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Linear-growth Impairment and Anti-pituitary Antibodies in Children with Newly Diagnosed Celiac Disease
http://www.celiac.com/articles/21964/1/Linear-growth-Impairment-and-Anti-pituitary-Antibodies-in-Children-with-Newly-Diagnosed-Celiac-Disease/Page1.html
Jefferson Adams

Jefferson Adams is a freelance writer living in San Francisco. His poems, essays and photographs have appeared in Antioch Review, Blue Mesa Review, CALIBAN, Hayden's Ferry Review, Huffington Post, the Mississippi Review, and Slate among others.

He is a member of both the National Writers Union, the International Federation of Journalists, and covers San Francisco Health News for Examiner.com.

 
By Jefferson Adams
Published on 12/16/2009
 
Research has suggested potential autoimmune involvement of the pituitary gland in patients with celiac disease, but such activity has only been shown in only a few patients on gluten-free diet. A research team recently set out to assess the prevalence and clinical meaning of anti-pituitary antibodies (APA) in children and adolescents with the newly diagnosed celiac disease.

Celiac.com 12/16/2009 - Research has suggested potential autoimmune involvement of the pituitary gland in patients with celiac disease, but such activity has only been shown in only a few patients on gluten-free diet.

A team of researchers recently set out to assess the prevalence and clinical meaning of anti-pituitary antibodies (APA) in children and adolescents with the newly diagnosed celiac disease. The research team was made up of M. Delvecchio, A. De Bellis, R. Francavilla, V. Rutigliano, B. Predieri, F. Indrio, D. De Venuto, A. A. Sinisi, A. Bizzarro, A. Bellastella, L. Iughetti, and L. Cavallo.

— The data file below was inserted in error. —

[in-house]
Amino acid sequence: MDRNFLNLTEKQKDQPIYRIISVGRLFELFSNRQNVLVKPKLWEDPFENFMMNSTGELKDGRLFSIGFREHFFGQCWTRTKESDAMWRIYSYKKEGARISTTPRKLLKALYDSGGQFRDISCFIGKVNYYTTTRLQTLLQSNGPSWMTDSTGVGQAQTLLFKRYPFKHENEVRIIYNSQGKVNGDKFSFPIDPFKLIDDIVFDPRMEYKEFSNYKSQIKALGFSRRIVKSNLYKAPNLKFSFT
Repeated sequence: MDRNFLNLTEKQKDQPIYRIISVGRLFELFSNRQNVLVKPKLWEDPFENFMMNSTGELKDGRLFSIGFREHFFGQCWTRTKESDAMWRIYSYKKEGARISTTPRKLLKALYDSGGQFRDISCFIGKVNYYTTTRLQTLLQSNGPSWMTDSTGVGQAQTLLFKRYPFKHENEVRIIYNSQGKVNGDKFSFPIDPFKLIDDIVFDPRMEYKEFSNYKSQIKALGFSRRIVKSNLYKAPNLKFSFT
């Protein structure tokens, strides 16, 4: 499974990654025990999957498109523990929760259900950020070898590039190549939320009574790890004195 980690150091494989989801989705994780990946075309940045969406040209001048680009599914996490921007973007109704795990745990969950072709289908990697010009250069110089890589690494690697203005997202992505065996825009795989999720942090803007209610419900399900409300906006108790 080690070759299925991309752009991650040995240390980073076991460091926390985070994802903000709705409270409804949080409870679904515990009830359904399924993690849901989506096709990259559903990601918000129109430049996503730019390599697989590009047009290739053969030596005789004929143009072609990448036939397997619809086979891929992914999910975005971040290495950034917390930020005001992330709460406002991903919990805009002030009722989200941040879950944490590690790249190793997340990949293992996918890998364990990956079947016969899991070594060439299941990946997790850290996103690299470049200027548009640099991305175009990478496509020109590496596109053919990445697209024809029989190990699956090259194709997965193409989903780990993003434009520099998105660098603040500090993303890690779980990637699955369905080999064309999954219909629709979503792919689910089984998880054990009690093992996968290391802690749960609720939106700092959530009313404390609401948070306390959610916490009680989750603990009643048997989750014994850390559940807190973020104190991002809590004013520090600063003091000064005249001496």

They are affiliated with the Unità Operativa Complessa di Pediatria, IRCCS Casa Sollievo della Sofferenza, San Giovanni Rotondo (FG), Italy.

The team set out to assess the prevalence and clinical meaning of anti-pituitary antibodies (APA) in children and adolescents with the newly diagnosed celiac disease.

For their cross-sectional study, the team recruited atonal of 119 patients with celiac disease from the inpatient clinic of University Hospital.

Test subjects ranged from 0.9 to 15.8 years in age. Clinicians recorded their height, weight, and body mass index (BMI), and assayed their insulin-like growth factor-1 (IGF-1) and APA.

Researchers determined APA in 98 sex- and age-matched control subjects. They found APA in 50 of those subjects (42.0%), 15 of whom showed high titer (30%), 35 showed low titer (70%), and 2 control subjects showed low titer (2%) (P<0.001).

More patients with negative than with low titer (P=0.02) or high titer APA (P=0.03) showed higher IGF-1. High-titer APA patients showed more reduced height than did negative ones (P<0.01). Researchers positively correlated height with IGF-1 (P<0.01) and negatively with chronological age (P=0.001). They positively correlated IGF-1 with BMI (P<0.001). For height prediction the regression analysis showed the rank order 1 for chronological age and 2 for IGF-1.

This results of this study demonstrate a substantial prevalence of positive APA in newly diagnosed celiac disease patients. High APA titers are associated with reduced height impairment, likely mediated by a reduction of IGF-1, thus indicating that autoimmune pituitary process may induce a linear-growth impairment.

Source:
Am J Gastroenterol advance online publication, 10 November 2009; doi:10.1038/ajg.2009.642.